New Horizons in the Economics of Innovation series
Edited by Louise Earl and Fred Gault
Chapter 3: The Role of Benchmarks and Targets in Canadian Innovation Policy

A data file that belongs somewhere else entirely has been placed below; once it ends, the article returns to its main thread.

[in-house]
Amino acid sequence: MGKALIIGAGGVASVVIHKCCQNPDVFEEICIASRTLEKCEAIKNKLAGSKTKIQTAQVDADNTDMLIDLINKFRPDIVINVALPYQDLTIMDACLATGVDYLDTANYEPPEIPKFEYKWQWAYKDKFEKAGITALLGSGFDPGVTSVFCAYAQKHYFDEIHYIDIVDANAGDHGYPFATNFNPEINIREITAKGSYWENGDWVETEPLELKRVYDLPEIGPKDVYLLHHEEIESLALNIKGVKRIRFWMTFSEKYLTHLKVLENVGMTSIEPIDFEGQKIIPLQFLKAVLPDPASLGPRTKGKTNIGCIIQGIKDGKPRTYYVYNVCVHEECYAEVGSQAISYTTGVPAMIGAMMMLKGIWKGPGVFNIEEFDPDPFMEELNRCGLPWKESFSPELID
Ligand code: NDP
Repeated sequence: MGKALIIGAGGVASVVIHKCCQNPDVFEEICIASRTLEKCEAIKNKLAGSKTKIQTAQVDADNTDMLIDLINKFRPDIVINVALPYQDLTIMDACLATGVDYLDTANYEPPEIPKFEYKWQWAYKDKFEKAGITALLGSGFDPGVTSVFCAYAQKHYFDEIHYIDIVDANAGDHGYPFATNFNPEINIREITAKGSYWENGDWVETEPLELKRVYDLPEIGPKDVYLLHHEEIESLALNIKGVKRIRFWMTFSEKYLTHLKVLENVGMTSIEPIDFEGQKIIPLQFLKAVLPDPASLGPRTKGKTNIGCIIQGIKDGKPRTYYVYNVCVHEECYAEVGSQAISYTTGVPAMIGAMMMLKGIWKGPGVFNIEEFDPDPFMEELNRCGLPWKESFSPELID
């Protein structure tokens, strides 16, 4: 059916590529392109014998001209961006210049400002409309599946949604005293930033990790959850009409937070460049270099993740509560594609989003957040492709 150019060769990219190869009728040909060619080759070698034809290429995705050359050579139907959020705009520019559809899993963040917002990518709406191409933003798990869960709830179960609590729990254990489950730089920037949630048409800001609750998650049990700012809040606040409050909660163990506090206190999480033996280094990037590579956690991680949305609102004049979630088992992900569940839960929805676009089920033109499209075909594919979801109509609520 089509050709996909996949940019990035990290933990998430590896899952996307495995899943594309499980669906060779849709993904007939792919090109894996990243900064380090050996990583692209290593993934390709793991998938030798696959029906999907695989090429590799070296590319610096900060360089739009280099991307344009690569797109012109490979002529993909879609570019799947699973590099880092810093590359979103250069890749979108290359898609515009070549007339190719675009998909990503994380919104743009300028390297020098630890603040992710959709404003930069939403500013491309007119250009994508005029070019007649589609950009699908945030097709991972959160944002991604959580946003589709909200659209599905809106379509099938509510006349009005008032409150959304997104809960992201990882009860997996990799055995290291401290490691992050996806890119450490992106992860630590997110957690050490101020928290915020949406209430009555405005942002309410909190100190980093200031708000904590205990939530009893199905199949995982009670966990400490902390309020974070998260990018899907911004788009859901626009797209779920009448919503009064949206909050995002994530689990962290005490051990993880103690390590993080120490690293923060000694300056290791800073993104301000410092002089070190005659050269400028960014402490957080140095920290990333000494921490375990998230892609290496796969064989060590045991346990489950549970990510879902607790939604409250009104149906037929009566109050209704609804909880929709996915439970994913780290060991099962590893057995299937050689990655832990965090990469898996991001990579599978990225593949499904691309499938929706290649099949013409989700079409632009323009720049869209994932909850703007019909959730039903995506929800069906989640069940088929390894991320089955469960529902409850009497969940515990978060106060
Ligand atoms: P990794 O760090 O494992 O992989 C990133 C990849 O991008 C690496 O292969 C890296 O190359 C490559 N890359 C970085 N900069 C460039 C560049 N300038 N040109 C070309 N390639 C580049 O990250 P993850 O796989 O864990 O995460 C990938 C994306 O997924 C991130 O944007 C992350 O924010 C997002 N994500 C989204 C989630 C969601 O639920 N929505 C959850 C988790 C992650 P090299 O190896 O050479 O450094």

* Surendra Gera, Richard Roy and Thitima Songsakul INTRODUCTION What were once considered the economic fundamentals – economies of scale, low production costs, abundant supplies of labour, location, and cheap natural resources and transportation costs – have less impact on economic activity than in the past. The essential resource is now knowledge, and innovation – the transformation of knowledge into economic value – is the key driver of growth in the knowledge-based economy (KBE). The faster that new ideas make their way into the marketplace as new and better products, processes or practices, the more productive a society becomes and the more likely it is to enjoy a high standard of living and quality of life. Globalization and the shift towards knowledge-based activities underscore the importance of innovation for a country’s long-term prosperity. Canada’s future lies not in being an imitative economy nor in investing in, and adopting, already existing technologies, but in being at the outwardmoving technology frontier. The country must be innovative to maintain its productivity growth and living standards.1 As a result of globalization, Canada is being squeezed into a narrow middle ground. Structural change in Canada has not kept pace with that in the United States, and the country cannot compete against low-cost nations like China, India and Mexico in many standard technology products. In eﬀect, it is being outpaced by countries like China at the lower end and by the United States in leading-edge technologies. With the demographic changes forecast to start around 2010, both the falling share of...
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